Fig. 13

Summary of classical differential diagnoses

First of all, one must ensure that the images do not stem from vasospasm or stationary waves related to catheter use and/or the injection of a contrast agent. This is manifested by regular undulations with no significant stenosis, which are reversible after injection of a vasodilator and/or removal of the catheter [43].

Marfan or vascular Ehlers-Danlos syndrome should be discussed when presented with aneurysmal lesions and/or multiple dissections, particularly with a compatible morphotype or in a suggestive family context [1]. These diagnoses rely on associated phenotypic traits and genetic tests: acrogeric dysmorhy, distal joint laxity and tiny skin elasticity (confirmed by detection of the COL3A1 gene mutation) [44].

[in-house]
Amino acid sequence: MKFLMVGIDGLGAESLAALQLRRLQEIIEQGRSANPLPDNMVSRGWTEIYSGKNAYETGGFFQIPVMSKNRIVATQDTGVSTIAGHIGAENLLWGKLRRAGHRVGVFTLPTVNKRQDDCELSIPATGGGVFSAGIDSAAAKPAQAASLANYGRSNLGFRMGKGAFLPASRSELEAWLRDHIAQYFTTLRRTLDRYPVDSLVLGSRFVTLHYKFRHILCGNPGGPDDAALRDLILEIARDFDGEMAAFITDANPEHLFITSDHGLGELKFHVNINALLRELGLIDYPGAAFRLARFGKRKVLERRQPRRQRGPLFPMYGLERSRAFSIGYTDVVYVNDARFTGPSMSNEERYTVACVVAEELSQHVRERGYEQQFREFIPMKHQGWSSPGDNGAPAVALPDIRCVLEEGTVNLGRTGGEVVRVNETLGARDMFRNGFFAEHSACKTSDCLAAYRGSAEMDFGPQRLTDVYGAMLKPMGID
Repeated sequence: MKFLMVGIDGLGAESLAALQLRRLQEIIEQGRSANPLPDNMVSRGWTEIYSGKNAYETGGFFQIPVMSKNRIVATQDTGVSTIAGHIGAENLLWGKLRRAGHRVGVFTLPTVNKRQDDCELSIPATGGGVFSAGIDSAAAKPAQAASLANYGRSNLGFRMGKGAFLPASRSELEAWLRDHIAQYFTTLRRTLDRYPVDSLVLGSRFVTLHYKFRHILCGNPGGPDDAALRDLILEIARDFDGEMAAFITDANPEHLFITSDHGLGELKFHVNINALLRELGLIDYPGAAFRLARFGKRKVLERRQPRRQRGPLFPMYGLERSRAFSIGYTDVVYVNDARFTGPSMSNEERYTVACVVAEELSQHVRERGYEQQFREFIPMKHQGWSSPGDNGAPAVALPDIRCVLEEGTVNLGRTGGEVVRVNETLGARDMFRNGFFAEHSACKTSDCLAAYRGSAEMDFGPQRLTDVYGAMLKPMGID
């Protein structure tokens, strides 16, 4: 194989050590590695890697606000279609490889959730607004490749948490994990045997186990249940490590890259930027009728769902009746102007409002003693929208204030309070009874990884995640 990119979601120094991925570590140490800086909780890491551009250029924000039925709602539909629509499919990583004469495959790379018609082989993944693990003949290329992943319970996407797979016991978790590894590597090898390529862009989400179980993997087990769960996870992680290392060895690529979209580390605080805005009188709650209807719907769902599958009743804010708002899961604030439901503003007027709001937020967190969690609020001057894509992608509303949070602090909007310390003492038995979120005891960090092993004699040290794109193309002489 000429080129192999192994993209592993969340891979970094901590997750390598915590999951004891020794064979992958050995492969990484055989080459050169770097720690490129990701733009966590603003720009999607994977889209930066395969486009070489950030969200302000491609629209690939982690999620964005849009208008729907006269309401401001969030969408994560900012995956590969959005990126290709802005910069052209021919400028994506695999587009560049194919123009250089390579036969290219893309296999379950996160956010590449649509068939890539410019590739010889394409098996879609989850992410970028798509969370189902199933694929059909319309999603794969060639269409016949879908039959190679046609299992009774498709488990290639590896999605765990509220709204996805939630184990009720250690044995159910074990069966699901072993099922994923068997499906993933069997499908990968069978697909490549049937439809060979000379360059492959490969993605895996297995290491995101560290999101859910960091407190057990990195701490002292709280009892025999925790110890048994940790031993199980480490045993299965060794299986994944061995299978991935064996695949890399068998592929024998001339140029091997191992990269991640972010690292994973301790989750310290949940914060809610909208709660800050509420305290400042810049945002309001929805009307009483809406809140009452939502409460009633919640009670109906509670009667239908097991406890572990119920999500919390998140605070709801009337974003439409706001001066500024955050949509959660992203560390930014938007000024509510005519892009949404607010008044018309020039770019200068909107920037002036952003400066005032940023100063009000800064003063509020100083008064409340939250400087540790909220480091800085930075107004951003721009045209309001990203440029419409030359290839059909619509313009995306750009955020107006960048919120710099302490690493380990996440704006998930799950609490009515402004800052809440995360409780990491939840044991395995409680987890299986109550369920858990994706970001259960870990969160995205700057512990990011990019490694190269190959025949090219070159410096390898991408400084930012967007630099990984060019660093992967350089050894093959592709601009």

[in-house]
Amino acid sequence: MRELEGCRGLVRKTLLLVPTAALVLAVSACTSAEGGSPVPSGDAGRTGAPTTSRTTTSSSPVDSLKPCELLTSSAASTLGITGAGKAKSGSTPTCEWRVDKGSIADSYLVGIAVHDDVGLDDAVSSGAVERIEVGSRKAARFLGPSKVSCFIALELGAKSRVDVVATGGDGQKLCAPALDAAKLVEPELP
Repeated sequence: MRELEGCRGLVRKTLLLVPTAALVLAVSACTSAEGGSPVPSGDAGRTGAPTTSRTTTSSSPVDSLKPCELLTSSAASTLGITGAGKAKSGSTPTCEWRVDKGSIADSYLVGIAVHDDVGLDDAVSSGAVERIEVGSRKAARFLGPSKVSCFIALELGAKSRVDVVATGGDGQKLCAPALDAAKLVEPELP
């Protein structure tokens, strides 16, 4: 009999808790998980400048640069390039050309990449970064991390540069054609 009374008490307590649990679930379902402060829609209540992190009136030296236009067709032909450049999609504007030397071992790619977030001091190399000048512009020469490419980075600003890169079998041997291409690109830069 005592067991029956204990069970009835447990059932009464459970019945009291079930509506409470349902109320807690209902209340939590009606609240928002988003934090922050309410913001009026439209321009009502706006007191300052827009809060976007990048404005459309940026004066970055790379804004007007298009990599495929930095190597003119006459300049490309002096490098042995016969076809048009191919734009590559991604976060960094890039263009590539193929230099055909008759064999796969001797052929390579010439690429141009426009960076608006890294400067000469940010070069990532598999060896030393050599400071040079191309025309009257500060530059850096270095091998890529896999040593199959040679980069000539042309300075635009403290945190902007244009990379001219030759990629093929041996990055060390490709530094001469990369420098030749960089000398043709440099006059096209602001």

Vasculitis may mimic FMD lesions, but in most cases the presence of systemic inflammation provides the diagnosis [1].

Atherosclerotic lesions usually occur in a different setting. Most focal lesions are preferentially located at the ostium of the arteries or at a bifurcation. Most FMD patients are young and have few or no cardiovascular risk factors or aortic atheromatous plaques [1].

Finally, segmental arterial mediolysis (SAM) should be suggested in cases of an association of digestive tract artery lesions, notably the gastroduodenal artery. The similarity between the chronic vacular lesions of SAM and FMD lesions raises the question of a common pathophysiological stem of these lesions, one perhaps being a progressive form of the other [45, 46].

With typical string-of-beads lesions involving the renal and/or carotid arteries, possible differential diagnoses are limited.

Treatment/management